By Joseph Ax (Reuters) – The new conservative majority on North Carolina’s top court will consider on Tuesday whether to overturn the court’s decision last year outlawing partisan redistricting, a move that would boost Republicans ahead of the 2024 congressional elections. A reversal could be a mixed bag for Republicans, however. After the North Carolina […]
North Carolina’s top court to hear redistricting case with national implications
By Joseph Ax
(Reuters) – The new conservative majority on North Carolina’s top court will consider on Tuesday whether to overturn the court’s decision last year outlawing partisan redistricting, a move that would boost Republicans ahead of the 2024 congressional elections.
A reversal could be a mixed bag for Republicans, however. After the North Carolina Supreme Court decided last month to revisit the issue, the U.S. Supreme Court signaled it may sidestep a ruling in a related case in which Republicans have asked the justices to grant state legislatures sweeping new powers over federal elections.
The North Carolina Supreme Court’s then-Democratic majority threw out a Republican-drawn congressional map last year, ruling the state constitution does not permit lawmakers to manipulate district lines for partisan advantage, a process known as gerrymandering.
As a result, November’s midterm elections took place under a court-approved map, and Democrats and Republicans split the state’s 14 congressional seats evenly.
But Republican candidates flipped two of the court’s seats, giving conservatives a 5-2 majority. The new court agreed along party lines to rehear the redistricting case, as well as a case in which the previous Democratic majority struck down a Republican-backed voter identification law.
Legal experts say the decision to rehear the cases suggests the new majority is prepared to reverse the court’s prior rulings. A Republican-drawn congressional map would likely give the party three or four additional seats, helping to bolster a razor-thin majority in the U.S. House of Representatives next year.
“I think most folks who are watching this, myself included, would not be surprised or stunned if the decisions go in a partisan direction,” said Michael Bitzer, a professor at Catawba College and the author of a book about the state’s history of redistricting.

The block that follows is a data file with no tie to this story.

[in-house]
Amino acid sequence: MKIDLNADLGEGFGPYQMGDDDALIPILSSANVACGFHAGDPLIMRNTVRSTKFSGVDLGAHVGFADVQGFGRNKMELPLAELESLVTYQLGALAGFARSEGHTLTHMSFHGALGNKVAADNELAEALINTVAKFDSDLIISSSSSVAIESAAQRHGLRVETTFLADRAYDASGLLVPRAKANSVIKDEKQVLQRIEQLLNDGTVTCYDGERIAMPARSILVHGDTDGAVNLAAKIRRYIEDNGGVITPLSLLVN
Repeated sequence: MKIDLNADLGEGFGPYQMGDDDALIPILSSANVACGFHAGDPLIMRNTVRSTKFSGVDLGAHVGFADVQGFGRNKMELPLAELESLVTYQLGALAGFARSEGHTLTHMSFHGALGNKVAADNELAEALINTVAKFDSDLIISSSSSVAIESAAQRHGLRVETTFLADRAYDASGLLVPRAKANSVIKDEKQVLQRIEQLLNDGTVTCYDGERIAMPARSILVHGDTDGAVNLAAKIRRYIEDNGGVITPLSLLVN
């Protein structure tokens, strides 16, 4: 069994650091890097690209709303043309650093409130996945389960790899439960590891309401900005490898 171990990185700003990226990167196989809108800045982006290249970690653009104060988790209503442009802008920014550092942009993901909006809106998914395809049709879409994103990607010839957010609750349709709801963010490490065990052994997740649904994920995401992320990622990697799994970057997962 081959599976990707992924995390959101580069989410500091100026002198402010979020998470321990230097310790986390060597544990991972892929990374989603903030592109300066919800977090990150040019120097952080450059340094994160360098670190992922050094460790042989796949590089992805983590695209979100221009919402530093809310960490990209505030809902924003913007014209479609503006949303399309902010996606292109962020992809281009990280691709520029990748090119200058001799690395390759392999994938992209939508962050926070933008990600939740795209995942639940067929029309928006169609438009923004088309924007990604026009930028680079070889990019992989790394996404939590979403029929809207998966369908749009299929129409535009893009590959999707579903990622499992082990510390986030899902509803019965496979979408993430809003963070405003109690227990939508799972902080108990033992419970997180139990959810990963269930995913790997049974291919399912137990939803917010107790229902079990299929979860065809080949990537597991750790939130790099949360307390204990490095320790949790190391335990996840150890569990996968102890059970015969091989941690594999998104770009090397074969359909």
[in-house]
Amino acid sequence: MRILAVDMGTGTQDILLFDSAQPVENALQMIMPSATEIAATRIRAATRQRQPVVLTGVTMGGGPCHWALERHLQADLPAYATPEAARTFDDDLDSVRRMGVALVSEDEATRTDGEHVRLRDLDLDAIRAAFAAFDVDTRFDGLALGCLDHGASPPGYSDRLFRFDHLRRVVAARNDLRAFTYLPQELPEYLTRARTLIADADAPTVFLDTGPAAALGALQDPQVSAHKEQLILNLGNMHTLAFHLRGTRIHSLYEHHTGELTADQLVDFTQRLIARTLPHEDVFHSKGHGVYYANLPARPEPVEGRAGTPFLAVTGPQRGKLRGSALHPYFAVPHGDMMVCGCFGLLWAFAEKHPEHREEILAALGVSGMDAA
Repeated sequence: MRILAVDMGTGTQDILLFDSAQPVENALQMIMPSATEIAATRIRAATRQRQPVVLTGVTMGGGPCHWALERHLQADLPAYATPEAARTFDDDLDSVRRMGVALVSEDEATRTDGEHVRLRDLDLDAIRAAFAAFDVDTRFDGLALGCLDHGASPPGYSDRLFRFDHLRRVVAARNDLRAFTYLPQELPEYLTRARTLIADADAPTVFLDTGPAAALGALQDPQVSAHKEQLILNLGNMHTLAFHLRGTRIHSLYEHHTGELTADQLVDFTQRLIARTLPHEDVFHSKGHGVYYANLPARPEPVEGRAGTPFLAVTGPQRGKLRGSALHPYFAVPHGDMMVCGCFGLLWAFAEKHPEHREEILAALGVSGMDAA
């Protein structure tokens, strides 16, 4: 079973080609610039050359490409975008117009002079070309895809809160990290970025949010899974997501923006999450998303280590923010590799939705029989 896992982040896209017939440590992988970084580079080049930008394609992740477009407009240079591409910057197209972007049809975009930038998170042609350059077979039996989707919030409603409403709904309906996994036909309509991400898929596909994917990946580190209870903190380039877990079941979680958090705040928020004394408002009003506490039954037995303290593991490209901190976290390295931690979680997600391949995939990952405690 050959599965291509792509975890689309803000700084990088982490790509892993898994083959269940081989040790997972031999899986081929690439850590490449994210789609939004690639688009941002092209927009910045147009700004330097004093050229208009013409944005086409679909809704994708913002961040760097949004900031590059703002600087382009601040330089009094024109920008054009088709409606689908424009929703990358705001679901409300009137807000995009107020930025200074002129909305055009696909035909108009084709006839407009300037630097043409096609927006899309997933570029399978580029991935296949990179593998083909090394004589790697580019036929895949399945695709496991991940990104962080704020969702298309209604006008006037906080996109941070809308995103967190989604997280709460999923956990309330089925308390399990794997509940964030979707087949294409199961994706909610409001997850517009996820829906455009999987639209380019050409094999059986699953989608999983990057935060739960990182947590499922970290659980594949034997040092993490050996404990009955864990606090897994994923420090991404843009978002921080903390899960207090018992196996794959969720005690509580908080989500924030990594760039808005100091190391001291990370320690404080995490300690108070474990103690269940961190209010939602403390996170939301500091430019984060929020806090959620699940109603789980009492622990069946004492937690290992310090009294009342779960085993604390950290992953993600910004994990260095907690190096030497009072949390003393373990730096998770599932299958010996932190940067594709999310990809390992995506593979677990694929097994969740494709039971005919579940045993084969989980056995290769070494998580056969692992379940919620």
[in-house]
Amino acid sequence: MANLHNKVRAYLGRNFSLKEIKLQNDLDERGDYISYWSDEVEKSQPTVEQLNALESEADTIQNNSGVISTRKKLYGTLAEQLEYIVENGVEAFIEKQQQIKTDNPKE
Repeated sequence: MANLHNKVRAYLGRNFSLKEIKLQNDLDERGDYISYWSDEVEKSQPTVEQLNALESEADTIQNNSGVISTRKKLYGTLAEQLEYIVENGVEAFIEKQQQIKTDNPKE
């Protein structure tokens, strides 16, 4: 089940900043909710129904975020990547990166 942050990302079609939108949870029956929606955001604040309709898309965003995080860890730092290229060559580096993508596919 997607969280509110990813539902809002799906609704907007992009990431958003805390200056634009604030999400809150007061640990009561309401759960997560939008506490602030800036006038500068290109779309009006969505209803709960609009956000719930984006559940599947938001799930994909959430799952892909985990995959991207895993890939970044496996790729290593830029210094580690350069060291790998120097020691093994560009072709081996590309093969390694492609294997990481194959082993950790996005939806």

In court filings, Republican lawmakers argue that redistricting is inherently political and should be left to legislators, rather than judges. Good government groups, including Common Cause, have countered that gerrymandering harms democracy and that the court should not reverse rulings just because its partisan composition changed.
Last year’s redistricting decision also prompted North Carolina Republicans to turn to the U.S. Supreme Court in what has become a high-profile case.
The Republicans urged the U.S. Supreme Court to adopt a contentious legal theory, the independent state legislature doctrine, that would prevent state courts from reviewing lawmakers’ actions regarding federal elections, giving legislators unfettered authority over voting rules and redistricting.
Democrats have warned that doing so would invite a flood of new restrictions that would threaten fair elections, while Republicans say it would corral activist state courts that are undermining legislative power.
The Supreme Court’s conservative justices appeared sympathetic to the Republicans’ argument during oral arguments in December. But after the North Carolina Supreme Court’s decision to rehear the case, the U.S. Supreme Court asked the various parties in the case to weigh in on whether the court still has jurisdiction over the matter.
If the justices decide they no longer have jurisdiction, they could dismiss the case without issuing a ruling.
(Reporting by Joseph Ax; Editing by Colleen Jenkins and Rosalba O’Brien)
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